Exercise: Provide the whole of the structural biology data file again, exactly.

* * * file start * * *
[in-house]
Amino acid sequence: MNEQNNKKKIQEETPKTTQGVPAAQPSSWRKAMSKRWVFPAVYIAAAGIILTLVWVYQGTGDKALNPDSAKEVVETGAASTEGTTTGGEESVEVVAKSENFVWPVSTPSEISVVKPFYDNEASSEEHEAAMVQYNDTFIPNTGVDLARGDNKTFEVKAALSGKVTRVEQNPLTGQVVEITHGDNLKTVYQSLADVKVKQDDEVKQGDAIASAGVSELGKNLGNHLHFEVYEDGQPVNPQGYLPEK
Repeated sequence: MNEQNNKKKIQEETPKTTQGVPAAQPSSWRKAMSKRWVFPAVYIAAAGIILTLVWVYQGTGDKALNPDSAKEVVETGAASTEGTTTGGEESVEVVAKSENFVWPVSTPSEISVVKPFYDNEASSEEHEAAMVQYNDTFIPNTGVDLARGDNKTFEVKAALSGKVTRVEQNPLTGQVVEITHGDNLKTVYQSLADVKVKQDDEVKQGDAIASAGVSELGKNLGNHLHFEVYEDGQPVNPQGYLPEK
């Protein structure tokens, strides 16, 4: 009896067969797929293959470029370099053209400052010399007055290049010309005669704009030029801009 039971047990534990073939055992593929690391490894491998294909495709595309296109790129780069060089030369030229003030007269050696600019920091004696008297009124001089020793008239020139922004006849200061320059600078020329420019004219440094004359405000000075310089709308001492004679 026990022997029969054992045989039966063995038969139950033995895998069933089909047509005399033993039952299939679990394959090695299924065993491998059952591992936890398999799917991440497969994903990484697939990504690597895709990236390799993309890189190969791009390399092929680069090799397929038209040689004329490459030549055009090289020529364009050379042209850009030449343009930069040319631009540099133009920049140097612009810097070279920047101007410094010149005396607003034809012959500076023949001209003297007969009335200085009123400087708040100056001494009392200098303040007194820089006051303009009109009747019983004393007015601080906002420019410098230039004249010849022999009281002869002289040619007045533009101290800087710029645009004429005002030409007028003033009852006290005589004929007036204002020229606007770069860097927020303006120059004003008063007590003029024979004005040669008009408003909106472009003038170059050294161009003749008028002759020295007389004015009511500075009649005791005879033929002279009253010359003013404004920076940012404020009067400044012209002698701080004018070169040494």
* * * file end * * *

[in-house]
Amino acid sequence: MNEQNNKKKIQEETPKTTQGVPAAQPSSWRKAMSKRWVFPAVYIAAAGIILTLVWVYQGTGDKALNPDSAKEVVETGAASTEGTTTGGEESVEVVAKSENFVWPVSTPSEISVVKPFYDNEASSEEHEAAMVQYNDTFIPNTGVDLARGDNKTFEVKAALSGKVTRVEQNPLTGQVVEITHGDNLKTVYQSLADVKVKQDDEVKQGDAIASAGVSELGKNLGNHLHFEVYEDGQPVNPQGYLPEK
Repeated sequence: MNEQNNKKKIQEETPKTTQGVPAAQPSSWRKAMSKRWVFPAVYIAAAGIILTLVWVYQGTGDKALNPDSAKEVVETGAASTEGTTTGGEESVEVVAKSENFVWPVSTPSEISVVKPFYDNEASSEEHEAAMVQYNDTFIPNTGVDLARGDNKTFEVKAALSGKVTRVEQNPLTGQVVEITHGDNLKTVYQSLADVKVKQDDEVKQGDAIASAGVSELGKNLGNHLHFEVYEDGQPVNPQGYLPEK
């Protein structure tokens, strides 16, 4: 009896067969797929293959470029370099053209400052010399007055290049010309005669704009030029801009 039971047990534990073939055992593929690391490894491998294909495709595309296109790129780069060089030369030229003030007269050696600019920091004696008297009124001089020793008239020139922004006849200061320059600078020329420019004219440094004359405000000075310089709308001492004679 026990022997029969054992045989039966063995038969139950033995895998069933089909047509005399033993039952299939679990394959090695299924065993491998059952591992936890398999799917991440497969994903990484697939990504690597895709990236390799993309890189190969791009390399092929680069090799397929038209040689004329490459030549055009090289020529364009050379042209850009030449343009930069040319631009540099133009920049140097612009810097070279920047101007410094010149005396607003034809012959500076023949001209003297007969009335200085009123400087708040100056001494009392200098303040007194820089006051303009009109009747019983004393007015601080906002420019410098230039004249010849022999009281002869002289040619007045533009101290800087710029645009004429005002030409007028003033009852006290005589004929007036204002020229606007770069860097927020303006120059004003008063007590003029024979004005040669008009408003909106472009003038170059050294161009003749008028002759020295007389004015009511500075009649005791005879033929002279009253010359003013404004920076940012404020009067400044012209002698701080004018070169040494």